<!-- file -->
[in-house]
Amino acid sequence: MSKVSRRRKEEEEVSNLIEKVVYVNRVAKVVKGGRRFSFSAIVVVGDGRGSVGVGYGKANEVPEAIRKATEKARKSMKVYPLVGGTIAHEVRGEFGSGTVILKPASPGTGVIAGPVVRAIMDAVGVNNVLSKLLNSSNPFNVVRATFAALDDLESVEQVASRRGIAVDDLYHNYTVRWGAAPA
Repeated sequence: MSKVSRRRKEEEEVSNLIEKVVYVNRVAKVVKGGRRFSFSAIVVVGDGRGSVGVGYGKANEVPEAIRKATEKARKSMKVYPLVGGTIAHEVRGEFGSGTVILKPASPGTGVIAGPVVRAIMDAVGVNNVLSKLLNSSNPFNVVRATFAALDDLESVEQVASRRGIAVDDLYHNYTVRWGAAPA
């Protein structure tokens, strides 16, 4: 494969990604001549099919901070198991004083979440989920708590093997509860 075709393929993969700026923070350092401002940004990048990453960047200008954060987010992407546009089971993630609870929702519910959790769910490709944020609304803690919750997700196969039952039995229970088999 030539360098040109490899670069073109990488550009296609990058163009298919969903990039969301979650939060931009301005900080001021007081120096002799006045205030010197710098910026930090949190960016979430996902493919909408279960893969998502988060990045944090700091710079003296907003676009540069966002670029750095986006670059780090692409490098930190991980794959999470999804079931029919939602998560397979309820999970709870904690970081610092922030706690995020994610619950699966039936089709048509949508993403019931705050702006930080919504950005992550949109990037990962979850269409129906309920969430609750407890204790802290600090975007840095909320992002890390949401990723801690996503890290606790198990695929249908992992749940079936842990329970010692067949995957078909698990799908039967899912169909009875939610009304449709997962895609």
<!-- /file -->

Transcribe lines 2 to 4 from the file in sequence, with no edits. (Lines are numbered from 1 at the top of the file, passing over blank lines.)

Amino acid sequence: MSKVSRRRKEEEEVSNLIEKVVYVNRVAKVVKGGRRFSFSAIVVVGDGRGSVGVGYGKANEVPEAIRKATEKARKSMKVYPLVGGTIAHEVRGEFGSGTVILKPASPGTGVIAGPVVRAIMDAVGVNNVLSKLLNSSNPFNVVRATFAALDDLESVEQVASRRGIAVDDLYHNYTVRWGAAPA
Repeated sequence: MSKVSRRRKEEEEVSNLIEKVVYVNRVAKVVKGGRRFSFSAIVVVGDGRGSVGVGYGKANEVPEAIRKATEKARKSMKVYPLVGGTIAHEVRGEFGSGTVILKPASPGTGVIAGPVVRAIMDAVGVNNVLSKLLNSSNPFNVVRATFAALDDLESVEQVASRRGIAVDDLYHNYTVRWGAAPA
């Protein structure tokens, strides 16, 4: 494969990604001549099919901070198991004083979440989920708590093997509860 075709393929993969700026923070350092401002940004990048990453960047200008954060987010992407546009089971993630609870929702519910959790769910490709944020609304803690919750997700196969039952039995229970088999 030539360098040109490899670069073109990488550009296609990058163009298919969903990039969301979650939060931009301005900080001021007081120096002799006045205030010197710098910026930090949190960016979430996902493919909408279960893969998502988060990045944090700091710079003296907003676009540069966002670029750095986006670059780090692409490098930190991980794959999470999804079931029919939602998560397979309820999970709870904690970081610092922030706690995020994610619950699966039936089709048509949508993403019931705050702006930080919504950005992550949109990037990962979850269409129906309920969430609750407890204790802290600090975007840095909320992002890390949401990723801690996503890290606790198990695929249908992992749940079936842990329970010692067949995957078909698990799908039967899912169909009875939610009304449709997962895609």